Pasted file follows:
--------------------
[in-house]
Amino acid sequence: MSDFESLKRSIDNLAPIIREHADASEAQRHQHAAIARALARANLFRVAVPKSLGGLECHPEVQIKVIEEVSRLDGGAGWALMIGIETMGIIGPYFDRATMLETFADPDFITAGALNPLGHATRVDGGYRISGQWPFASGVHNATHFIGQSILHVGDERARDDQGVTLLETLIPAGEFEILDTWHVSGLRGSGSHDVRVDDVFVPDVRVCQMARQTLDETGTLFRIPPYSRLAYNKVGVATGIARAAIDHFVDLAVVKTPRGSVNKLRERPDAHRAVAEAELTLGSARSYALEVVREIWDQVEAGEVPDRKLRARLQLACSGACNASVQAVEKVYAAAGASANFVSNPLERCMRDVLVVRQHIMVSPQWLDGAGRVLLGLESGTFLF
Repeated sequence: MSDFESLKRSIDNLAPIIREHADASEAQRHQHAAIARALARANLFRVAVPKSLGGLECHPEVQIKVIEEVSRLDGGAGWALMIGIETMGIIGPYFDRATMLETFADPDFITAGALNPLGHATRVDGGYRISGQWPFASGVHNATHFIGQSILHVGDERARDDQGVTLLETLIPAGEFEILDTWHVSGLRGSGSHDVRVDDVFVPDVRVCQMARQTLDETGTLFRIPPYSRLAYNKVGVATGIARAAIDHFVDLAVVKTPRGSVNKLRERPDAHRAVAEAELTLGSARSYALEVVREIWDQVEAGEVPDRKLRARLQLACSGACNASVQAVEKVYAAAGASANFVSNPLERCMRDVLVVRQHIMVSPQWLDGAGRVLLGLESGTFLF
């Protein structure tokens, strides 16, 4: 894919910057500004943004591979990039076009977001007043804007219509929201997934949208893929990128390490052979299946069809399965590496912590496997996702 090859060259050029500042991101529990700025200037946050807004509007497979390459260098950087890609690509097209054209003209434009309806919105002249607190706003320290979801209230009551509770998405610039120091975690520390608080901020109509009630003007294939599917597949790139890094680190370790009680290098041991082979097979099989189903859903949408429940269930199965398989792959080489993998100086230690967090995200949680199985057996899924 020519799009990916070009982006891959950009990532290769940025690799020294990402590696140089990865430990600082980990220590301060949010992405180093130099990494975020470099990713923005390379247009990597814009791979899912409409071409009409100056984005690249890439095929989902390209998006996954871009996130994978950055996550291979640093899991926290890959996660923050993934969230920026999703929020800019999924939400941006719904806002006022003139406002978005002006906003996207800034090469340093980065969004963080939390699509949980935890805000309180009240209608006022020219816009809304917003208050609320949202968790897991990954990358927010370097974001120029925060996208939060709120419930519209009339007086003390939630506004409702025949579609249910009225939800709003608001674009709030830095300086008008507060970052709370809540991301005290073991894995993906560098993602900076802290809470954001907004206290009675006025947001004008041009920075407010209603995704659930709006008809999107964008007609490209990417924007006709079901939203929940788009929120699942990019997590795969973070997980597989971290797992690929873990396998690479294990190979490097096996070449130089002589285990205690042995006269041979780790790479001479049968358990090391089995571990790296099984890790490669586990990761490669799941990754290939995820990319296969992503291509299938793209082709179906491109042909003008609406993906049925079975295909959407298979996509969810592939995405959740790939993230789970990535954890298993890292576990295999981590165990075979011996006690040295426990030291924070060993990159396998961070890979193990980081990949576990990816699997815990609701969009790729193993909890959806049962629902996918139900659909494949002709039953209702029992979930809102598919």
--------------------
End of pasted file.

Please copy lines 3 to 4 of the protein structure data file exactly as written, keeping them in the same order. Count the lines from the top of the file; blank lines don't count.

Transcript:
Repeated sequence: MSDFESLKRSIDNLAPIIREHADASEAQRHQHAAIARALARANLFRVAVPKSLGGLECHPEVQIKVIEEVSRLDGGAGWALMIGIETMGIIGPYFDRATMLETFADPDFITAGALNPLGHATRVDGGYRISGQWPFASGVHNATHFIGQSILHVGDERARDDQGVTLLETLIPAGEFEILDTWHVSGLRGSGSHDVRVDDVFVPDVRVCQMARQTLDETGTLFRIPPYSRLAYNKVGVATGIARAAIDHFVDLAVVKTPRGSVNKLRERPDAHRAVAEAELTLGSARSYALEVVREIWDQVEAGEVPDRKLRARLQLACSGACNASVQAVEKVYAAAGASANFVSNPLERCMRDVLVVRQHIMVSPQWLDGAGRVLLGLESGTFLF
């Protein structure tokens, strides 16, 4: 894919910057500004943004591979990039076009977001007043804007219509929201997934949208893929990128390490052979299946069809399965590496912590496997996702 090859060259050029500042991101529990700025200037946050807004509007497979390459260098950087890609690509097209054209003209434009309806919105002249607190706003320290979801209230009551509770998405610039120091975690520390608080901020109509009630003007294939599917597949790139890094680190370790009680290098041991082979097979099989189903859903949408429940269930199965398989792959080489993998100086230690967090995200949680199985057996899924 020519799009990916070009982006891959950009990532290769940025690799020294990402590696140089990865430990600082980990220590301060949010992405180093130099990494975020470099990713923005390379247009990597814009791979899912409409071409009409100056984005690249890439095929989902390209998006996954871009996130994978950055996550291979640093899991926290890959996660923050993934969230920026999703929020800019999924939400941006719904806002006022003139406002978005002006906003996207800034090469340093980065969004963080939390699509949980935890805000309180009240209608006022020219816009809304917003208050609320949202968790897991990954990358927010370097974001120029925060996208939060709120419930519209009339007086003390939630506004409702025949579609249910009225939800709003608001674009709030830095300086008008507060970052709370809540991301005290073991894995993906560098993602900076802290809470954001907004206290009675006025947001004008041009920075407010209603995704659930709006008809999107964008007609490209990417924007006709079901939203929940788009929120699942990019997590795969973070997980597989971290797992690929873990396998690479294990190979490097096996070449130089002589285990205690042995006269041979780790790479001479049968358990090391089995571990790296099984890790490669586990990761490669799941990754290939995820990319296969992503291509299938793209082709179906491109042909003008609406993906049925079975295909959407298979996509969810592939995405959740790939993230789970990535954890298993890292576990295999981590165990075979011996006690040295426990030291924070060993990159396998961070890979193990980081990949576990990816699997815990609701969009790729193993909890959806049962629902996918139900659909494949002709039953209702029992979930809102598919």